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Genetic diversity of total, active and culturable marine bacteria in coastal seawater
Bernard, L.; Schäfer, H.; Joux, F.; Courties, C.; Muyzer, G.; Lebaron, P. (2000). Genetic diversity of total, active and culturable marine bacteria in coastal seawater. Aquat. Microb. Ecol. 23(1): 1-11
In: Aquatic Microbial Ecology. Inter-Research: Oldendorf/Luhe. ISSN 0948-3055, more
Peer reviewed article  

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Keywords
    Activity; Activity; Bacteria; Coastal zone; Community composition; Culture media; Ecosystems; Genetic diversity; Laboratory culture; Marine organisms; Mediterranean Sea; Mediterranean sea; Microbiological culture; Microorganisms; Polymerase chain reaction; Sea water; ANE, Mediterranean Water [Marine Regions]; Marine

Authors  Top 
  • Bernard, L.
  • Schäfer, H.
  • Joux, F.
  • Courties, C.
  • Muyzer, G., more
  • Lebaron, P., correspondent, more

Abstract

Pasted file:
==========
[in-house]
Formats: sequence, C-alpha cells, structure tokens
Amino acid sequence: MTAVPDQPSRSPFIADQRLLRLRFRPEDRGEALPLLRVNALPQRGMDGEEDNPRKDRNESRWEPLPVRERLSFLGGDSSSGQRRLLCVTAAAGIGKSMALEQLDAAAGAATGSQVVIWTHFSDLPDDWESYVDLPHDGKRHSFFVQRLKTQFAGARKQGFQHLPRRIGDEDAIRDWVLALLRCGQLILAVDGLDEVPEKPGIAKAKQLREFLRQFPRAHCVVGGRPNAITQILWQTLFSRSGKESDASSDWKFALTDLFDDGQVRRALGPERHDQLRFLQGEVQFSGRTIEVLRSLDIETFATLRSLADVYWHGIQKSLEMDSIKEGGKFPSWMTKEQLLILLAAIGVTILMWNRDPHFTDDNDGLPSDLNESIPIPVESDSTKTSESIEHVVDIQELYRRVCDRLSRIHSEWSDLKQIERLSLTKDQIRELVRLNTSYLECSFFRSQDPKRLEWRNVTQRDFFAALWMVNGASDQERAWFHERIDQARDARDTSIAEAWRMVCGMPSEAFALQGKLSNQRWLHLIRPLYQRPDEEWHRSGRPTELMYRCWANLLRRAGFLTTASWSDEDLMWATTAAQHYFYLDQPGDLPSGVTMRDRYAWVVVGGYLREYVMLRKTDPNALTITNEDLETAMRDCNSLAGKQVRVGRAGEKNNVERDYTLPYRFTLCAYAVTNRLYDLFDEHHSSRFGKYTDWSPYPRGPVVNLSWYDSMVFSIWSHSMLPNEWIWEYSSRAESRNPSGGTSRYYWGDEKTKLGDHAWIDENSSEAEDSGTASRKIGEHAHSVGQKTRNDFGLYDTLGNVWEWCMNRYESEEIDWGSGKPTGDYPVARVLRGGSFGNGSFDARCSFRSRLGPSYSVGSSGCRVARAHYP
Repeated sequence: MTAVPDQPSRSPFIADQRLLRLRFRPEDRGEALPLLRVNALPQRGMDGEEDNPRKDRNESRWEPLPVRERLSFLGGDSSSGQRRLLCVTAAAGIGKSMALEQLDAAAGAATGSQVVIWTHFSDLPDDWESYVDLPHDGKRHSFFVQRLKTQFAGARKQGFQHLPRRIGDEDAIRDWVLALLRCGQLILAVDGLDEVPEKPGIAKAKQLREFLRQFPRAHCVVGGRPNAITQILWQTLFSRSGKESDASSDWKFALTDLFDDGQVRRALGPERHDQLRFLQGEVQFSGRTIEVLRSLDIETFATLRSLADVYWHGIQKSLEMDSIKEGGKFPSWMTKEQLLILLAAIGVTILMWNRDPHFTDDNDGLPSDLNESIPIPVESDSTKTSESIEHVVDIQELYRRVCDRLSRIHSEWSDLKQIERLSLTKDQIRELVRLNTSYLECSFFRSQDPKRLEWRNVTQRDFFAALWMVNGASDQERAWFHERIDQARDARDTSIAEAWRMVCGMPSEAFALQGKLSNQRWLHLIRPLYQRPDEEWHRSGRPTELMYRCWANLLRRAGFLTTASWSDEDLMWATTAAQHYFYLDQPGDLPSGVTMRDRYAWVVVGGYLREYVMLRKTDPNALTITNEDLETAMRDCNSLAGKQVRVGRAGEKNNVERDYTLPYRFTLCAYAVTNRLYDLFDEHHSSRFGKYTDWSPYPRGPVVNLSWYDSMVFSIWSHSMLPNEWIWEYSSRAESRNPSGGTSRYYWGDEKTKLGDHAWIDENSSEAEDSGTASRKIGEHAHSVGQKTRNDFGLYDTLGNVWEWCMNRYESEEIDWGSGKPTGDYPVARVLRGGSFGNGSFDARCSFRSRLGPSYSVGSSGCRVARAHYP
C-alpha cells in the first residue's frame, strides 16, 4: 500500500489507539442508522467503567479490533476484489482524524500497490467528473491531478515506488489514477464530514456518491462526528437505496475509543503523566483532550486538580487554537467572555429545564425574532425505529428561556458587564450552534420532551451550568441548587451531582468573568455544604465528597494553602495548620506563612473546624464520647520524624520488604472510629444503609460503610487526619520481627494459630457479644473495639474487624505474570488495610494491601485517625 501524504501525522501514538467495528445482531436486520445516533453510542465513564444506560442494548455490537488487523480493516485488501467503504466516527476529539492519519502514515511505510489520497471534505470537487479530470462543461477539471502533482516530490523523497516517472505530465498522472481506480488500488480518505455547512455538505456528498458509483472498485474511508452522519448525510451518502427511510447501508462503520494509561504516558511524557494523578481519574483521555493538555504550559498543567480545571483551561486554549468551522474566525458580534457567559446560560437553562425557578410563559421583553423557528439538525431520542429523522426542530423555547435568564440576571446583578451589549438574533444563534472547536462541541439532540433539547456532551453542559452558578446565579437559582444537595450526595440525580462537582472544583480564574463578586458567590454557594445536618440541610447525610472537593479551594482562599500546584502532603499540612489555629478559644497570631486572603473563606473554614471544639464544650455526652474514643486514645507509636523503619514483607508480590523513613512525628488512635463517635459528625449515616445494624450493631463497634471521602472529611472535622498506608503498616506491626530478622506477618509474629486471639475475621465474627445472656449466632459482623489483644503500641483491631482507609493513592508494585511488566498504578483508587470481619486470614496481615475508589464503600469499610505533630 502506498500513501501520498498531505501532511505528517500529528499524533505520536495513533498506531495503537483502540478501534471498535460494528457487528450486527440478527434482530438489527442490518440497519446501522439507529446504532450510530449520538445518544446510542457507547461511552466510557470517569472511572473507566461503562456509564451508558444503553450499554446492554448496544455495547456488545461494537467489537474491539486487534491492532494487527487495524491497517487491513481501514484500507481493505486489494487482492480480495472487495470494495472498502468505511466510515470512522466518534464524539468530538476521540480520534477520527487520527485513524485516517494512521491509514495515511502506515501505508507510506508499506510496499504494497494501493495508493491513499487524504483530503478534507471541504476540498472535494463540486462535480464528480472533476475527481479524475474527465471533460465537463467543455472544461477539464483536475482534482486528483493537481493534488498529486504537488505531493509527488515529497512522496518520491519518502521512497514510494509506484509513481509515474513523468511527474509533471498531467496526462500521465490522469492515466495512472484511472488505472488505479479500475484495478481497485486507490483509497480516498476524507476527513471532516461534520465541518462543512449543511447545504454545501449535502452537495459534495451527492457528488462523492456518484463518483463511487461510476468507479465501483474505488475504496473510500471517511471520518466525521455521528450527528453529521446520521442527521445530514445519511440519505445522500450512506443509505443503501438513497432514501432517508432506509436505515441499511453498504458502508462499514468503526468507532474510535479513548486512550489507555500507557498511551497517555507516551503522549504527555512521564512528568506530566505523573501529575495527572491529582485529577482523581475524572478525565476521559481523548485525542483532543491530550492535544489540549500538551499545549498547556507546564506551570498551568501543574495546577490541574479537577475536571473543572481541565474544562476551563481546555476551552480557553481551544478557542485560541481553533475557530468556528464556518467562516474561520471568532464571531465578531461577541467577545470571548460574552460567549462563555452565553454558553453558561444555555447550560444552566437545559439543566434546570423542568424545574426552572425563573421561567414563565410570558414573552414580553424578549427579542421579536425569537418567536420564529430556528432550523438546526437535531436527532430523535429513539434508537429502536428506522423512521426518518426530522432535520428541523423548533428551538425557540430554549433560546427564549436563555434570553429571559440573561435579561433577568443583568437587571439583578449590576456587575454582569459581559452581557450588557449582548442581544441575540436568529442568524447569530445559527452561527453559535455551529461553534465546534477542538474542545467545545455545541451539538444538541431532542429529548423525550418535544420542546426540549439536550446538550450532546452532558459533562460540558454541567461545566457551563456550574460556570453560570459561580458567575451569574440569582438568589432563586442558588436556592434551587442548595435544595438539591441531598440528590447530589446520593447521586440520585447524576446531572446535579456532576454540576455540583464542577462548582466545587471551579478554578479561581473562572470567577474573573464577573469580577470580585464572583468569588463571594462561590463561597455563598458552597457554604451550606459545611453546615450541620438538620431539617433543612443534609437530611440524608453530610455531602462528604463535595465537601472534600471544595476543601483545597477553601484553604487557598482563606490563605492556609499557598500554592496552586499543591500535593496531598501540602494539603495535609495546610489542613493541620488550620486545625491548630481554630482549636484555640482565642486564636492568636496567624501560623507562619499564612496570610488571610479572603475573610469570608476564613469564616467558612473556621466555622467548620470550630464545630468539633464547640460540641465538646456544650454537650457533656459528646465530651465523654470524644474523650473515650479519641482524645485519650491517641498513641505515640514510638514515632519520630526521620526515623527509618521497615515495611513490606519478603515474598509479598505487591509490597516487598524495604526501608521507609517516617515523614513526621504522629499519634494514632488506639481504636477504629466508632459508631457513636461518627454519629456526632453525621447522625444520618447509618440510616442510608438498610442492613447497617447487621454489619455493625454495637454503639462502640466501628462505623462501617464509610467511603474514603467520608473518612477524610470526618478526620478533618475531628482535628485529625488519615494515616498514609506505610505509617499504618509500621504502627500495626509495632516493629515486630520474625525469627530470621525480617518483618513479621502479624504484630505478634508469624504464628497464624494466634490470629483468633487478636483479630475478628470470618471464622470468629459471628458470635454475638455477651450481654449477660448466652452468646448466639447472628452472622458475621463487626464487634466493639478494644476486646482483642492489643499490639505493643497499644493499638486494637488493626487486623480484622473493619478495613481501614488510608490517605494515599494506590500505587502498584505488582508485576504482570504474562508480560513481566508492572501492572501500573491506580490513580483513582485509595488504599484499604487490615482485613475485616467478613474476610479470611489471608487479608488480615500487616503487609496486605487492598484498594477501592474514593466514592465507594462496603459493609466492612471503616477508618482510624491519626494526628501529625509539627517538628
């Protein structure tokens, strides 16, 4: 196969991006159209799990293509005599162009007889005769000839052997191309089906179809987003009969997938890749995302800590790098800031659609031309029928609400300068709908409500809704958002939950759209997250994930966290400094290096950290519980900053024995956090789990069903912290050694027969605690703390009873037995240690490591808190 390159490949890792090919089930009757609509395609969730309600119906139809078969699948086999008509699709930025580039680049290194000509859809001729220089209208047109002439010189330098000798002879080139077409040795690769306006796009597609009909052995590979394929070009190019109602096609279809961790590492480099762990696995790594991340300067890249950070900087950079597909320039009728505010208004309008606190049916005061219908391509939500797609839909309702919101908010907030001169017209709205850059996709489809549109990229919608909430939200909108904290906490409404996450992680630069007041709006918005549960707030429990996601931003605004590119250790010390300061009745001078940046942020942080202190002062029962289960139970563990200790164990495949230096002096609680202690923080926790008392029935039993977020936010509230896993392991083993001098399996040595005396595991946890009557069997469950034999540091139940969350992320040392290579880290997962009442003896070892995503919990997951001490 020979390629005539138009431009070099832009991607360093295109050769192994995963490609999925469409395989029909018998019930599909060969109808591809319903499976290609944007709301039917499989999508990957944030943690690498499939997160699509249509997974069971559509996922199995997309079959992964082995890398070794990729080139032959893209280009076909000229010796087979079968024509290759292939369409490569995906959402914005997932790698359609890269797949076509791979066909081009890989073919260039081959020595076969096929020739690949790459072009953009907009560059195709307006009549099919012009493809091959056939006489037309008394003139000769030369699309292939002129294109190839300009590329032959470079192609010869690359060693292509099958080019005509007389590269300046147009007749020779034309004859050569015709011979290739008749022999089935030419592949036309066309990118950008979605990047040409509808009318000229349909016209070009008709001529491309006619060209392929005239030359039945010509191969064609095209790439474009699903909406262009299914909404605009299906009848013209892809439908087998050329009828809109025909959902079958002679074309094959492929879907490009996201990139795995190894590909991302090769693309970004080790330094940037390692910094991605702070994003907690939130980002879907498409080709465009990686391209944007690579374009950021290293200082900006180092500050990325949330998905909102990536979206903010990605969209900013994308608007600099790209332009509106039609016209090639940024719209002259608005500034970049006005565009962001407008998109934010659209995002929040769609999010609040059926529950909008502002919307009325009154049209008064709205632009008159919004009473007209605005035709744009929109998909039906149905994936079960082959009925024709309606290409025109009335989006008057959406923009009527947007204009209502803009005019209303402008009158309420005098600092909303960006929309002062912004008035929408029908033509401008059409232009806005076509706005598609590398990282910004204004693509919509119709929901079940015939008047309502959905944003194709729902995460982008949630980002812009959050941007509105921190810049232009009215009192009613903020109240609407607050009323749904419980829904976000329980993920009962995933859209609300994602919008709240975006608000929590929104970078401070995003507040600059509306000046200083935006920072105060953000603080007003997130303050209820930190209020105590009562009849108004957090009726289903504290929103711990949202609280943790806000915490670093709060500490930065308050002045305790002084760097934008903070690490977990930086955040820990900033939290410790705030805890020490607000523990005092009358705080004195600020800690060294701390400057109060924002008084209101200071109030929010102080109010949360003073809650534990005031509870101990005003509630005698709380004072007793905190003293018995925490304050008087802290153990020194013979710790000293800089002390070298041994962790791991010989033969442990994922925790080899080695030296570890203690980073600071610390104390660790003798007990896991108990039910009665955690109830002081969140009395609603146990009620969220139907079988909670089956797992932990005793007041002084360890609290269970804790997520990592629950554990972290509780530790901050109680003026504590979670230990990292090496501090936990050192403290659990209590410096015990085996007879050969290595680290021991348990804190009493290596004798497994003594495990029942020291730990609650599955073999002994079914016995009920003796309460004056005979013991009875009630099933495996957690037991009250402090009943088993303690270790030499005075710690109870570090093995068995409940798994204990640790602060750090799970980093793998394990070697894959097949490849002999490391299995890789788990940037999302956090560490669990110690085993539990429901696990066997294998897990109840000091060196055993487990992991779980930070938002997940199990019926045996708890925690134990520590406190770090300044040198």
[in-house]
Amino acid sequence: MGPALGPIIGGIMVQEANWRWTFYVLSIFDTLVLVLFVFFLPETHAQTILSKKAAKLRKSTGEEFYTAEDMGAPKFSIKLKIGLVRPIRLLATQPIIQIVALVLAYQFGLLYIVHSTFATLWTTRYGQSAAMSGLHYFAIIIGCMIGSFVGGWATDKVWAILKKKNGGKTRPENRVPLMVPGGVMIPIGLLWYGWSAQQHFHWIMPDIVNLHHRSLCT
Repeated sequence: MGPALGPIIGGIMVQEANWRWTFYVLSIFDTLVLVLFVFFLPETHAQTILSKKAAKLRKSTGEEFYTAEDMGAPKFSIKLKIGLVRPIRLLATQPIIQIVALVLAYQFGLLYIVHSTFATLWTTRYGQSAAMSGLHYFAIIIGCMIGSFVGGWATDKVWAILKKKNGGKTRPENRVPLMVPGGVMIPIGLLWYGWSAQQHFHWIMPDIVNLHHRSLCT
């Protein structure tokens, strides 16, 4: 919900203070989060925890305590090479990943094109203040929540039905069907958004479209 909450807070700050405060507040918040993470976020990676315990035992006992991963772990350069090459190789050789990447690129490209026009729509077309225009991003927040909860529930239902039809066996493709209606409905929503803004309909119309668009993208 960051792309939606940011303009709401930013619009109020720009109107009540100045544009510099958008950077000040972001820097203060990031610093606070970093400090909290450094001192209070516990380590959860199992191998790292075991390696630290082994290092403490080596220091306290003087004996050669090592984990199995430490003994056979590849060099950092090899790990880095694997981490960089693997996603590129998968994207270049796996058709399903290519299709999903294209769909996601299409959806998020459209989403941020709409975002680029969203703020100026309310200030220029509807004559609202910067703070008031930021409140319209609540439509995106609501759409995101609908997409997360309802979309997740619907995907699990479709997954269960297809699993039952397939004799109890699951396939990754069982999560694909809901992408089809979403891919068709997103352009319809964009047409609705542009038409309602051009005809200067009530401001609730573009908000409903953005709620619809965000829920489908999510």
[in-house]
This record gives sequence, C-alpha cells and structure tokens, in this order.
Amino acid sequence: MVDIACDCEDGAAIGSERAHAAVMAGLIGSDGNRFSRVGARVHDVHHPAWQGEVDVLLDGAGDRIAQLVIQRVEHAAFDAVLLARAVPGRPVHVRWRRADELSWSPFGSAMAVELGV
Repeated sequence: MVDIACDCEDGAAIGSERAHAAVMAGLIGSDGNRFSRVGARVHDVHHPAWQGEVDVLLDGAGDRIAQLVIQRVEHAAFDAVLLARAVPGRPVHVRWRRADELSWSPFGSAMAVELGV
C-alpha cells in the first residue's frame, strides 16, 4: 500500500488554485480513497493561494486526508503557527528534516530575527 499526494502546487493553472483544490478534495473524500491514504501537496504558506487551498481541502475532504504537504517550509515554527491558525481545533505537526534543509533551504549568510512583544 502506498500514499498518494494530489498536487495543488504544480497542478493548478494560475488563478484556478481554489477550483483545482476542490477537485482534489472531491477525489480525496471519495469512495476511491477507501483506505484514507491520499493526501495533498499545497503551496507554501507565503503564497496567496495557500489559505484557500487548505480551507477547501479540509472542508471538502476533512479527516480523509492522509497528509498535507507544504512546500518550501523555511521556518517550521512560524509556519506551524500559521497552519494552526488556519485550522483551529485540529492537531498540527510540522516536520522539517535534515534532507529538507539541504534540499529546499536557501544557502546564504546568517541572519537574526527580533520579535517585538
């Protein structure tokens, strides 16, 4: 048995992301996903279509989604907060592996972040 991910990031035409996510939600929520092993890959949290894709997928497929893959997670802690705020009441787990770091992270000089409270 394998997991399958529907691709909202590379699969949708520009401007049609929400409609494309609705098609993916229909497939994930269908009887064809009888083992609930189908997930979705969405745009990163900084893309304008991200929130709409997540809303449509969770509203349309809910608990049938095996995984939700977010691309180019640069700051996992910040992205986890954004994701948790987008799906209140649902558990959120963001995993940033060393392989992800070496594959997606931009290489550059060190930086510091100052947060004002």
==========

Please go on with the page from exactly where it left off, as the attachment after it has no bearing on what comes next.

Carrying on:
The genetic diversity of marine bacteria from coastal Mediterranean water was analyzed using denaturing gradient gel electrophoresis (DGGE) and comparative sequence analysis of PCR-amplified 16S rRNA genes. The diversity of the whole bacterial assemblage was compared to the diversity of the fraction of actively respiring bacterial cells and of culturable bacteria. Culturable bacteria were isolated on agar plates using 4 different culture media, as well as in filtered autoclaved seawater following dilution to extinction. The cell fractions exhibited varied genetic diversity. High similarity between DGGE patterns obtained from the whole bacterial assemblage and those obtained from the active cell fraction (representing only 3% of total cells) indicated the simultaneous presence of both active and inactive cells within populations corresponding to numerous bacterial phylotypes defined as DGGE bands. Furthermore, an important source of genetic diversity corresponding to viable organisms, detected by culturability on agar media and in dilution culture with unamended seawater, was not detectable by DGGE patterns obtained from total cells. Most of the strains isolated by dilution cultures were different from those isolated on solid agar media. These results suggest that studies on the structure of complex marine bacterial communities do not necessarily reflect the physiological heterogeneity of ecologically important populations and may ignore populations present at low relative abundance that can play a key ecological role.

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